Last year we reported the Italian’s take on excessive pricing (here), where South African pharmaceutical Aspen was in the firing line for increasing the price of four cancer drugs by a hefty 300% – 1500%. The Italian Market Competition Authority (AGCM) found that this amounted to an abuse of dominance by artificially inflating the price of the drugs, which had long been off patent. The company was fined €5.2 million in October 2016.
On 14 June 2017 Aspen lost all grounds of its appeal against the AGCM decision (the judgment – in Italian only – is here).
This loss for Aspen was set against a troubling back drop for the company: not only had the South African Competition Commission announced an investigation into Aspen, Pfizer and Roche for suspected collusion over cancer drug prices just days earlier, but on 15 May 2017 the European Commission opened a formal investigation into Aspen in relation to excessive pricing of five cancer drugs.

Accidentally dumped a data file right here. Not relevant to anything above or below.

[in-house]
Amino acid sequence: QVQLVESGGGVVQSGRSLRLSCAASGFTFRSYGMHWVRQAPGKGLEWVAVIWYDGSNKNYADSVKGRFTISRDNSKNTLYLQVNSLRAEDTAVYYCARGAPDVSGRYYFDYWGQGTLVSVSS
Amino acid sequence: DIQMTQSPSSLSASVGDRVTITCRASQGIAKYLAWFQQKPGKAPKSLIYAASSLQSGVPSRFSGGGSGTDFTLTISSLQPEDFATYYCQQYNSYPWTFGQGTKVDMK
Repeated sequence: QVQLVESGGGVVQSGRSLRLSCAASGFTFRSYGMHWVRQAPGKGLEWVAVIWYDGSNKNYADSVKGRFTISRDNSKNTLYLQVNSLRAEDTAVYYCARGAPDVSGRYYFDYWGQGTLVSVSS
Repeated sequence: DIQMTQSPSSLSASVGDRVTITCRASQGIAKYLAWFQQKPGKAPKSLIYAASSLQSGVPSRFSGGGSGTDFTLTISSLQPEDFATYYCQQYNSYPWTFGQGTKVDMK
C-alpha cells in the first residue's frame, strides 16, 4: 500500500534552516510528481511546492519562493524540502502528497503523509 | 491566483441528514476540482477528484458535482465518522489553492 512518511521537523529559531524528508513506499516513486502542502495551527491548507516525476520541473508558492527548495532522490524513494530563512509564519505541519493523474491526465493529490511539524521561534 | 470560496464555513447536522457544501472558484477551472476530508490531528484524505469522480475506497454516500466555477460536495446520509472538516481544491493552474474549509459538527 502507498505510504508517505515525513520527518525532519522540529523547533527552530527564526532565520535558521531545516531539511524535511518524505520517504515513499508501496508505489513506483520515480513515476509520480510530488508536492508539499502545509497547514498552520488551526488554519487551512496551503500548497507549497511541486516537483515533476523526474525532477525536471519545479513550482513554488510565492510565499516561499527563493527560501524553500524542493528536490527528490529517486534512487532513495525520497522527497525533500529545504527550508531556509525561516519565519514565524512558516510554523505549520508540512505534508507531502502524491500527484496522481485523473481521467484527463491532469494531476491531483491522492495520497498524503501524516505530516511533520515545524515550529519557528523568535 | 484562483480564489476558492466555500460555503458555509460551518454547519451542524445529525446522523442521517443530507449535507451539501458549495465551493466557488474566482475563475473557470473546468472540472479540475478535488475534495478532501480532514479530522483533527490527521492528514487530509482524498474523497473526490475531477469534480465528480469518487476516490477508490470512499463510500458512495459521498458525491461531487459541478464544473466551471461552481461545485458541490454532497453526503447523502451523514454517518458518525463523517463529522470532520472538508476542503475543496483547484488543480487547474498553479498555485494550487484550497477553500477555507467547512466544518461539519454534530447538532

The Commission’s press release states that – in addition to investigating the apparently ‘significant and unjustified’ price hikes applied to Aspen’s products – the Commission is also looking at the way in which Aspen threatened to withdraw the drugs in issue from Member States. This was also an influential fact in the AGCM decision and subsequent appeal ruling by the Italian Appeal Court.
The separate statement recording the opening of proceedings suggests that the Commission’s focus is wider than simply the negotiation of prices with national health authorities. It notes that Aspen’s negotiation practices “have included reducing the direct medicine supply and/or threatening supply reductions, as well as defining EAA-wide stock allocation strategies and implementing them in cooperation and/or agreement with local wholesalers”. It has been a while since stock management has been subject to scrutiny by the Commission, and this is likely to be an unwelcome development for the industry more widely. For now, it is probably safe to assume that this aspect of the investigation is ancillary to the primary case on pricing issues.
Meanwhile, back in the UK, the date for an appeal of the (now-published) Pfizer/Flynn decision has been set by the Competition Appeal Tribunal – a four-week hearing is due to start on 30 October.